(CNN) - The jury in the corruption trial of former U.S. Rep. William Jefferson of Louisiana was expected to begin deliberating by midday Thursday, a spokesman for the U.S. Attorney's Office in Alexandria, Virginia, said.
Senior U.S. District Judge T.S. Ellis III began giving jurors their instructions about 9:45 a.m., said Peter Carr. Closing arguments by defense and prosecution attorneys ended Wednesday.
A federal grand jury indicted Jefferson on June 4, 2007, on corruption charges after federal agents said they found $90,000 in his freezer. Authorities said the money was part of a payment in marked bills from an FBI informant in a transaction captured on video.
Jefferson, 62, was accused of using his office to solicit and receive more than $500,000 in bribes for himself and his family in exchange for promoting products and services to countries in Africa.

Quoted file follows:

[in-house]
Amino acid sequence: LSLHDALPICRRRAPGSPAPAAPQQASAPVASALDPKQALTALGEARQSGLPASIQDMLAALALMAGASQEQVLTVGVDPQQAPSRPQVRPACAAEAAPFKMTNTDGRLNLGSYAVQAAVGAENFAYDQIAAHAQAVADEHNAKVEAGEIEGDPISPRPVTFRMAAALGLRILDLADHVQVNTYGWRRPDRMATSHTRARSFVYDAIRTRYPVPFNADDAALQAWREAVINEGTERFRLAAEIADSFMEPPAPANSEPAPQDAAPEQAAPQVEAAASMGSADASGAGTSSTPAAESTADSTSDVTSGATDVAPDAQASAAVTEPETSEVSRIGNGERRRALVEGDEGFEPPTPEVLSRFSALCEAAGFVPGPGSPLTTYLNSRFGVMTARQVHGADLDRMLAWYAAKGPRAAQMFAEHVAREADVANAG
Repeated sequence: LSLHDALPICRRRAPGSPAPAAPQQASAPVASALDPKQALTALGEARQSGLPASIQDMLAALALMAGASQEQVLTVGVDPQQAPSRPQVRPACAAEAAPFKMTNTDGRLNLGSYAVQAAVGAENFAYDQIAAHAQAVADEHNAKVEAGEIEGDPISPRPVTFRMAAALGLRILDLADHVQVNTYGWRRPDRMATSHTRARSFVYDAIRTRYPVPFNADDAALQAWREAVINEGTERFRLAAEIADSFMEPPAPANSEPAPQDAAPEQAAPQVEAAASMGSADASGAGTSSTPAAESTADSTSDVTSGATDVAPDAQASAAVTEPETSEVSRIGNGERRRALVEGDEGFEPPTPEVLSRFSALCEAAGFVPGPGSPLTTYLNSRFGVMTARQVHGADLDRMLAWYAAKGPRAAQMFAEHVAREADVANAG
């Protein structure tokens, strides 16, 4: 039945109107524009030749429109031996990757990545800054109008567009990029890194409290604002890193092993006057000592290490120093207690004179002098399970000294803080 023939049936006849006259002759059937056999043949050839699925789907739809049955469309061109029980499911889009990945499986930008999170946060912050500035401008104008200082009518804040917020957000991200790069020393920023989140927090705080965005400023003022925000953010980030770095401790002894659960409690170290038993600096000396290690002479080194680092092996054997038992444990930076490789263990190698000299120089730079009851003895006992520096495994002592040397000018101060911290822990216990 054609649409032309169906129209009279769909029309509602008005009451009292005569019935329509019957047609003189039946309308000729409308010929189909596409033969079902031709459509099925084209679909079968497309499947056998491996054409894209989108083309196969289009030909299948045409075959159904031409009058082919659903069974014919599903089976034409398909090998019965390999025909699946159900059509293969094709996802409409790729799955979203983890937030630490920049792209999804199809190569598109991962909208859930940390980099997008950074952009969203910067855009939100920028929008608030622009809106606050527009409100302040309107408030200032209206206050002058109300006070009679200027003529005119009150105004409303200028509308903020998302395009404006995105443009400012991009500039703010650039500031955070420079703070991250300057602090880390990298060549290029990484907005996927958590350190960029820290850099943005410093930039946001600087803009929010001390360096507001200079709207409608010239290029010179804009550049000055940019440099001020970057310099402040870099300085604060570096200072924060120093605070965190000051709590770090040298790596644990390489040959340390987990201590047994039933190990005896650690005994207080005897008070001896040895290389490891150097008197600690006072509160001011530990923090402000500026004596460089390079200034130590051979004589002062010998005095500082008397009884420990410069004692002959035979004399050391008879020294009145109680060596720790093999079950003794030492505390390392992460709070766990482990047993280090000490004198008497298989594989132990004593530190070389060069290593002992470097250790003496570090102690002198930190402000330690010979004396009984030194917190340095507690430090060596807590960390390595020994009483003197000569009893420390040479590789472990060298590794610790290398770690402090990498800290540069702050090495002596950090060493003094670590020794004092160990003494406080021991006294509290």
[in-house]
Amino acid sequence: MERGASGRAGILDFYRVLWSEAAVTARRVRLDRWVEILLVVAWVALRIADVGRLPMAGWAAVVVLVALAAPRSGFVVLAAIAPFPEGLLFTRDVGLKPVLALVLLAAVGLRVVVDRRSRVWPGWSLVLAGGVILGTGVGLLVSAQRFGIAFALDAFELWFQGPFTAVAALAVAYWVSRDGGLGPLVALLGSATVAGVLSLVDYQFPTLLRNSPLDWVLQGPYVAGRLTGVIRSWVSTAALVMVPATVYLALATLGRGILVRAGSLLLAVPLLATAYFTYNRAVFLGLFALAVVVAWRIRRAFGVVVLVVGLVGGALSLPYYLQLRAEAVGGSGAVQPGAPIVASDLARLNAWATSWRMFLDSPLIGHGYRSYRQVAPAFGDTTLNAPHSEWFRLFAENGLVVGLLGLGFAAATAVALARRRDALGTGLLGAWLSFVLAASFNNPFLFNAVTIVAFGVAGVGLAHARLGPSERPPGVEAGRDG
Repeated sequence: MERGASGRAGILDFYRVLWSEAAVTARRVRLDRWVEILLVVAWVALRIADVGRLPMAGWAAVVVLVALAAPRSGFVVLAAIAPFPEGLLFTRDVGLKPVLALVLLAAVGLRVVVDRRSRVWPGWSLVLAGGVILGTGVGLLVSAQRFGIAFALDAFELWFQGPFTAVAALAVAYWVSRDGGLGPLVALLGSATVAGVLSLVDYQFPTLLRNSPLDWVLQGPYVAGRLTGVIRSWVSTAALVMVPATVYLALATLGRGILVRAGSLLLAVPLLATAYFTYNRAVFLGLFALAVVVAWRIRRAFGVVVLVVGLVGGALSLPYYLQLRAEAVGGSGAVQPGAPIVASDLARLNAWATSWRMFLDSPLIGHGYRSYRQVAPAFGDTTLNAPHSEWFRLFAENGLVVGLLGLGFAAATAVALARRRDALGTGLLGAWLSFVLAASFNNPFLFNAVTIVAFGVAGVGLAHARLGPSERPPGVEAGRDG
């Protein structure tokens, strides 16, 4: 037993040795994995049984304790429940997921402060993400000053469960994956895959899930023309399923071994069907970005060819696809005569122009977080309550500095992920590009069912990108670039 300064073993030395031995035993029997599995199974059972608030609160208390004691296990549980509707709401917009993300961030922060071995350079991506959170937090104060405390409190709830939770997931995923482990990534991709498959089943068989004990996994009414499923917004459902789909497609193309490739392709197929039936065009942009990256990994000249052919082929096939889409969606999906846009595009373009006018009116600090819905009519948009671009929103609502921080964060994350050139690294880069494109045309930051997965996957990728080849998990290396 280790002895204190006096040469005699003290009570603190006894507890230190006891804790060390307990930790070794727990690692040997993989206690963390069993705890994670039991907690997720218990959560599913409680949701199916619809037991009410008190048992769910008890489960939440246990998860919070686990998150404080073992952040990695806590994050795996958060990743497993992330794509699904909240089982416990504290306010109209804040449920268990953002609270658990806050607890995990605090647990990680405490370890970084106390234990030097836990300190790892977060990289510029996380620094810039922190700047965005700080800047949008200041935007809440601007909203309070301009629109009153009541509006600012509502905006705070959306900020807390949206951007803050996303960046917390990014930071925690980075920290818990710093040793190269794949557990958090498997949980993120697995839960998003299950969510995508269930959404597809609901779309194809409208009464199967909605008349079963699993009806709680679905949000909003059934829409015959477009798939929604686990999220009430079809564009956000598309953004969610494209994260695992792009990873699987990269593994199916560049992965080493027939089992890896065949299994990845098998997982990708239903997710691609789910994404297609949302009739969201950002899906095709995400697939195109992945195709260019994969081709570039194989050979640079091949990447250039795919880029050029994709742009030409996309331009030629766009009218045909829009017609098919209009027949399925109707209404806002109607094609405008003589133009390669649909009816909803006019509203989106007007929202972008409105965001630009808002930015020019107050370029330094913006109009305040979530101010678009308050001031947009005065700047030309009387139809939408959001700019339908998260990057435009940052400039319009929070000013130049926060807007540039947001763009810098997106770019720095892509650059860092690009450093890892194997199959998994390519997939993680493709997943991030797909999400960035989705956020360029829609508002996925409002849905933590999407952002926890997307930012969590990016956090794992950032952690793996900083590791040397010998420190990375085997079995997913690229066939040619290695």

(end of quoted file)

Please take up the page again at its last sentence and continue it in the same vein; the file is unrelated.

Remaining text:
The Democrat pleaded not guilty to 16 counts of racketeering, money laundering, obstruction of justice and violations of the Foreign Corrupt Practices Act.
Carr said Jefferson could face a maximum sentence of up to 235 years in prison, if convicted.
The trial began June 9 with the questioning of a large pool of potential jurors.
Jefferson represented parts of New Orleans for 18 years, nine terms, before he lost his House seat in the December 2008 election.